• University of Southampton

Shipwrecks and Submerged Worlds: Maritime Archaeology

Learn how maritime archaeology investigates our changing relationship with the oceans and seas, from 2.5m years ago until today.

27,406 enrolled on this course

A diver exploring some amphora from a shipwreck
  • Duration

    4 weeks
  • Weekly study

    6 hours

People have explored and depended on the oceans of our planet for millennia. During that time the geography of our world has changed radically as coastal regions have flooded and islands have risen up, or been lost beneath the waves. With 70% of the world’s surface covered by water, an unparalleled, yet largely untouched record of human life has been left beneath the sea for us to discover, from our earliest ancestors right through to present day. Over the length of this Shipwrecks and Submerged Worlds course we will learn about maritime archaeology together - exploring underwater landscapes from the ancient Mediterranean to the prehistoric North Sea, and consider Shipwrecks from the Indian Ocean to the Pacific coast of the Americas.

We will introduce you to the pioneers of the discipline and explain what maritime archaeology is and why it is relevant today. We’ll also explore the technologies used to investigate these challenging environments and the new horizons that are opening to us daily. Finally, we’ll help show you ways in which you can become further involved in the exciting world of maritime archaeology.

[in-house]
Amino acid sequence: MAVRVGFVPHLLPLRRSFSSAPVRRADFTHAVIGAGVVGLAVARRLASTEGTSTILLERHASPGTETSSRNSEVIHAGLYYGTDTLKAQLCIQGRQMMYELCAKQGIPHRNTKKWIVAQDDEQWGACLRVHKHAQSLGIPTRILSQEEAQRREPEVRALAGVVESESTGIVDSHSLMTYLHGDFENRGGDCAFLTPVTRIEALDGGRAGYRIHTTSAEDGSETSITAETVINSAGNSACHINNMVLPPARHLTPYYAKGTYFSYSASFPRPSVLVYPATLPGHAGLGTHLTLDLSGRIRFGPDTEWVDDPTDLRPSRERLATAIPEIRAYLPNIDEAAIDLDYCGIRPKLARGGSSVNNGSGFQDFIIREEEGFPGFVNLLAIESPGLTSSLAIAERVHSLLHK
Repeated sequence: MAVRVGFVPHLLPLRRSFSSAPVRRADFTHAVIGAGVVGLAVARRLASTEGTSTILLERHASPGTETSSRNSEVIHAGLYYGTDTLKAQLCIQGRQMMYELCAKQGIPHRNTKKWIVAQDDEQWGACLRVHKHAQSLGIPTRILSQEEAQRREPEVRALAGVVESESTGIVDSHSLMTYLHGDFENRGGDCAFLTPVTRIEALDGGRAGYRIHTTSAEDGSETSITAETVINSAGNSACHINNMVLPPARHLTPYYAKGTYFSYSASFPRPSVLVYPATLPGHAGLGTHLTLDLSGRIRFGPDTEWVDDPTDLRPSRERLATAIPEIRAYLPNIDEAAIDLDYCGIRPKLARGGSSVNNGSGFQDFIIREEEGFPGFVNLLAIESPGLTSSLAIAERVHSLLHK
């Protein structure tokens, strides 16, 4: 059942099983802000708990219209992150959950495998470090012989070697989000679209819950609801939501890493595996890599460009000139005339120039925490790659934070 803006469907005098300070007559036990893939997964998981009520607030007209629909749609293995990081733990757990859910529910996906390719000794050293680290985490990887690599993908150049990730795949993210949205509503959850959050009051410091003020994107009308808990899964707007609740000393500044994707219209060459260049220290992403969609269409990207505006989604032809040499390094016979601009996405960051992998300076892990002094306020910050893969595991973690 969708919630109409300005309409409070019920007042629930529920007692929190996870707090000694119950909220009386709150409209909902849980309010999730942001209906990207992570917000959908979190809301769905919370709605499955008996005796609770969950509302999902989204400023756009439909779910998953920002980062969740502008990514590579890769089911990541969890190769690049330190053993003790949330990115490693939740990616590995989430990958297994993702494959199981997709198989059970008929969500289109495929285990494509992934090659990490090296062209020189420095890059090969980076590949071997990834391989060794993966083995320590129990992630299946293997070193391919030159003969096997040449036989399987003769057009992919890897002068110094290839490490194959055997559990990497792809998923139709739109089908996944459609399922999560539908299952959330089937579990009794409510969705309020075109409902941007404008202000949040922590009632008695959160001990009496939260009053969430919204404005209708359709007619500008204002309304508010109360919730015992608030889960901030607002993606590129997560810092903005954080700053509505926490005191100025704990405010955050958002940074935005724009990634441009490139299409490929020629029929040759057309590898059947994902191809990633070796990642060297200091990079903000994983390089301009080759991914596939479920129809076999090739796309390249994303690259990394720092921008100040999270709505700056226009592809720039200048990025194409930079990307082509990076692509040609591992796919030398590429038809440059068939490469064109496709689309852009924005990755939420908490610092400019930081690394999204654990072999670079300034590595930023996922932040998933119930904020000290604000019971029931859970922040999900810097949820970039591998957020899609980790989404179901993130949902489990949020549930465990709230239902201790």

The Centre for Maritime Archaeology is one of the world’s leading maritime research centres. Its strength lies in the breadth and depth of knowledge held by its staff, its variety of active projects across the globe and the energy and enthusiasm of its students. As you will learn through this course, maritime archaeology is a highly demanding field, drawing on marine geophysics, archaeology, history, environmental science and advanced computing techniques. We hope that the diverse expertise of our team can truly do justice to the potential of this topic to transform our understanding of human society in the past, present and potentially the future.

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What topics will you cover?

  • Introduction to Maritime Archaeology
  • Shipwrecks and Seafaring
  • Understanding the Sea
  • Doing Maritime Archaeology

Learning on this course

On every step of the course you can meet other learners, share your ideas and join in with active discussions in the comments.

What will you achieve?

By the end of the course, you‘ll be able to...

  • Outline how Maritime Archaeology has developed as a distinctive area within the wider discipline of Archaeology.
  • Identify the different environments in which maritime archaeological work can take place.
  • Recognise some of the different types of ships and boats, and their different parts and pieces, that you will encounter during the rest of the course.
  • Explain what maritime archaeology is to your friends and family.
  • Differentiate between direct and indirect archaeological evidence for early seafaring
  • Describe the major developments in boat and ship technology
  • List at least 5 case studies of shipwrecks
  • Critique the use of iconography for gaining information about seafaring in the past
  • Give examples of goods traded by sea